WACO, Texas - Mimi Wroten liked what she saw when she judged a National Collegiate Equestrian Association event. The level of competition and format between Division I schools was something that intrigued the Sweet Briar College equestrian coach.
She thought her riders from the Division III program could benefit from competing at college equestrian’s highest level. She just needed an opportunity.
So, when the NCEA altered its format for the 2018 National Championship, Wroten was ready.
“When that opportunity came, I kind of jumped on it,” Wroten said with a laugh. “We went with an attitude that we were going to do our best as well as learn a lot about the format of things and have a great experience.”
So far, so good.
The Vixens are joining West Texas A&M and University of Minnesota Crookston as schools outside of the Division I who will be competing for championships at the Extraco Events Center in Waco this week. The Lady Buffs and Golden Eagles are from the Division II level.
The chance to compete was made possible by several rule and format changes to the NCEA Championship. Event brackets were created for four competitions. All three schools are competing in Equitation over Fences and Equitation on the Flat, while Minnesota Crookston and West Texas A&M are taking part in Horsemanship and Reining. The competition starts Wednesday with the first round, followed by quarterfinals and semifinals Friday. The championship battle will be Saturday. Points accrued in those events could also lead to Hunt Seat or Western championships.
To reach Waco, the qualifying standards during the regular season were changed to three competitions in a season. West Texas A&M coach Amanda Love took it as an opportunity to schedule the best in order to qualify. The Lady Buffs took on Baylor, Oklahoma State and defending national champion Texas A&M along the way.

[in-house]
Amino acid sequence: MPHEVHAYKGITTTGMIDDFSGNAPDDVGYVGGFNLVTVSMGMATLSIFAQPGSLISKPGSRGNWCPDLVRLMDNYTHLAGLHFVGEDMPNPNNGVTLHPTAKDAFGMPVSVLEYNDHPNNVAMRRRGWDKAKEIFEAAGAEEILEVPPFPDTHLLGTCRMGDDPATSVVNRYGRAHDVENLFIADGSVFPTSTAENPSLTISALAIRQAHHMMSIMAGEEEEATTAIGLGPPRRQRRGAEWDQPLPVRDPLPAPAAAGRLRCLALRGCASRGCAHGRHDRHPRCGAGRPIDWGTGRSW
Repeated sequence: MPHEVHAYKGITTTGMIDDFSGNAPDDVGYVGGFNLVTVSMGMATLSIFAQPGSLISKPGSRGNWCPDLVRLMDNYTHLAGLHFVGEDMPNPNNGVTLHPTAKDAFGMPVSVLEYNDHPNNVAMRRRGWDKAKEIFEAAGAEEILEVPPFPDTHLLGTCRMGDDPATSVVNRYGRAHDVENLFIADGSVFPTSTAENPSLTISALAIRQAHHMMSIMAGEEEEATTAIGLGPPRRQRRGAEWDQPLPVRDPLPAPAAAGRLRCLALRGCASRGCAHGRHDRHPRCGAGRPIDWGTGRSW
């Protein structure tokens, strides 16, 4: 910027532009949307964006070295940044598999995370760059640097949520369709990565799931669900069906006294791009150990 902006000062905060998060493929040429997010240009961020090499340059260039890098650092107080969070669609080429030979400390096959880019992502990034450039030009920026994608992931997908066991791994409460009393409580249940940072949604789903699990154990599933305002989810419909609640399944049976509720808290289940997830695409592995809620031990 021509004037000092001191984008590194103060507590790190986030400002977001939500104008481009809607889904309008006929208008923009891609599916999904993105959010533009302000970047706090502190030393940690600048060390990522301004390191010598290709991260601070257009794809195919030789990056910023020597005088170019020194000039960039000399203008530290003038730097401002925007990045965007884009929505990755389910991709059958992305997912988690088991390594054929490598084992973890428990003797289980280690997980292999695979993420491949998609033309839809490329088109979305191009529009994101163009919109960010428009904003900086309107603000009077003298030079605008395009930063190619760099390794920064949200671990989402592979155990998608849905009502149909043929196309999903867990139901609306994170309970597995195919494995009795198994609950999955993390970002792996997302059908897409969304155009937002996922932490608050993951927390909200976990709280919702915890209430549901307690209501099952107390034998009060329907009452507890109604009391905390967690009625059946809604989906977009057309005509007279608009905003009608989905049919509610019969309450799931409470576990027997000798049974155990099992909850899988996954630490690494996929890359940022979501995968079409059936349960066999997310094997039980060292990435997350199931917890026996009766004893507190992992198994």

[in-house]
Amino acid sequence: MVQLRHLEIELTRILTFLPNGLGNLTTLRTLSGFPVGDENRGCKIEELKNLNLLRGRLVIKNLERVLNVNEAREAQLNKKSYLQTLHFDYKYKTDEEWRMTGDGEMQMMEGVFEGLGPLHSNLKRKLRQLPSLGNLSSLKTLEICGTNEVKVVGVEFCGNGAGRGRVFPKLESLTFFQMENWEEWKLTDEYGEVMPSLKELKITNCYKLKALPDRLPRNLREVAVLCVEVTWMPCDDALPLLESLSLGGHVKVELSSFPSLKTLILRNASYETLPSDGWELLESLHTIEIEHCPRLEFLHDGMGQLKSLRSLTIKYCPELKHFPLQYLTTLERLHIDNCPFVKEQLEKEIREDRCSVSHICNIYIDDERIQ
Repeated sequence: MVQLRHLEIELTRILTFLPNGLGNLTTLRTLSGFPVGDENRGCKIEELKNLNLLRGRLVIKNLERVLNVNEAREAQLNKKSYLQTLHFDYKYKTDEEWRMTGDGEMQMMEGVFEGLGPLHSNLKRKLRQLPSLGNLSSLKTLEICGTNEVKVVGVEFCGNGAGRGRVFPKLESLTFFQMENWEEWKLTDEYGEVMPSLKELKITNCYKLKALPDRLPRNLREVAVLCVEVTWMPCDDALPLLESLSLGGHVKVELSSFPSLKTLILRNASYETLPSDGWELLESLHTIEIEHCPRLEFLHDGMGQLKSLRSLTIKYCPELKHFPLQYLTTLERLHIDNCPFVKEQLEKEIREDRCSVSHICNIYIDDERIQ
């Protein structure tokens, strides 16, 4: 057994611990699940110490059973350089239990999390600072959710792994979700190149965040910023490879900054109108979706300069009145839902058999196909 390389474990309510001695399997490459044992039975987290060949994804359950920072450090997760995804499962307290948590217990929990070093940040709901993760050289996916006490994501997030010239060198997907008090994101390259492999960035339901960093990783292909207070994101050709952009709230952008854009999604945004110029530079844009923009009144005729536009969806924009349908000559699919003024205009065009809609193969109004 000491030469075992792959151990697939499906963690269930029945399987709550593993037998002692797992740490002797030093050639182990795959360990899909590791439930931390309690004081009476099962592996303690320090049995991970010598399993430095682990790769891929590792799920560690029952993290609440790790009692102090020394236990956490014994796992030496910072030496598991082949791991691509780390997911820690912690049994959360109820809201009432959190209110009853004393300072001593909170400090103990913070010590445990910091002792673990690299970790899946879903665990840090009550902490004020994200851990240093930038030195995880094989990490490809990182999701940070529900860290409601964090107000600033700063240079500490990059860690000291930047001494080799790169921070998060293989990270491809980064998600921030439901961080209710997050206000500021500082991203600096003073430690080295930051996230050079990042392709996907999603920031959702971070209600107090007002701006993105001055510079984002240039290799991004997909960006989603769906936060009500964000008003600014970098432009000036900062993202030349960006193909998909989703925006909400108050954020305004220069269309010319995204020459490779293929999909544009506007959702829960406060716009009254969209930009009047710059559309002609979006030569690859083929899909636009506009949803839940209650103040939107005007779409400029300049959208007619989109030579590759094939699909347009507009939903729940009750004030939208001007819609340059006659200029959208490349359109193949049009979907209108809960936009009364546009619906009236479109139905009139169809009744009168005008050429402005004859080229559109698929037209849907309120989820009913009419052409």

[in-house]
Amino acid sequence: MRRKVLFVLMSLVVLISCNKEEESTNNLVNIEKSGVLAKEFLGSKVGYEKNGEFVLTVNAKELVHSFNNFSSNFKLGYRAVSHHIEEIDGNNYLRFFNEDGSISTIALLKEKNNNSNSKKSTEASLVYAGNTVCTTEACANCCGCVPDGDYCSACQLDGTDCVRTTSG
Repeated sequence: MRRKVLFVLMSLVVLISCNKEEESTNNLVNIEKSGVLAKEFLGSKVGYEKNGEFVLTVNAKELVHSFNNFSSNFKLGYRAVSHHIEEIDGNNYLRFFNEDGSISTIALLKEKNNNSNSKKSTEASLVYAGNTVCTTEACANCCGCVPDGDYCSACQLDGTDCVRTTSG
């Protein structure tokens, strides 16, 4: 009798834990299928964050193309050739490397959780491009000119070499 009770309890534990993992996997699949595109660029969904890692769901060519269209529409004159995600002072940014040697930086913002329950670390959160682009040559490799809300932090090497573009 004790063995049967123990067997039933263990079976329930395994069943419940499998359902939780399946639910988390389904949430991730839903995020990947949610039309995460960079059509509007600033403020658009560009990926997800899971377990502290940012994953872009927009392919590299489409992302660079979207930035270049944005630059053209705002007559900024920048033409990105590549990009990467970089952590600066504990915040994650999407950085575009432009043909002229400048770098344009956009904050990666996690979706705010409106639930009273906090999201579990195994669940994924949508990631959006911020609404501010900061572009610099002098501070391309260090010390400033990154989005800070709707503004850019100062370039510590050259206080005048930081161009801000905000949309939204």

“We didn’t pick any low-hanging fruit to go against in our first time to try and go towards a championship. It just made us better every time,” Love said. “We’ve been able to walk out of the pen every time with ties or wins. For a small Division II university to be able to hold their own and try to play in a bigger sandbox, we’ve really enjoyed it. We’ve been able to grow stronger as a team and it’s pushed my riders to become better in the saddle and have a higher standard.”
Competing against a few of the nation’s best programs gave the three teams a taste of what it’s like at the top.
On Wednesday, they’ll get the full meal.
Minnesota Crookston coach Kayla Krueger called the invitation to NCEA Championship a huge moment for her program. Competing at South Dakota State and UT-Martin were eye-opening experiences. Now, the Golden Eagles are ready for even more.
“I think the girls are feeling a little bit more confident with a couple more meets under their belt,” Krueger said. “They’re ecstatic. Their nerves are going a little bit, but I think they’re good nerves.”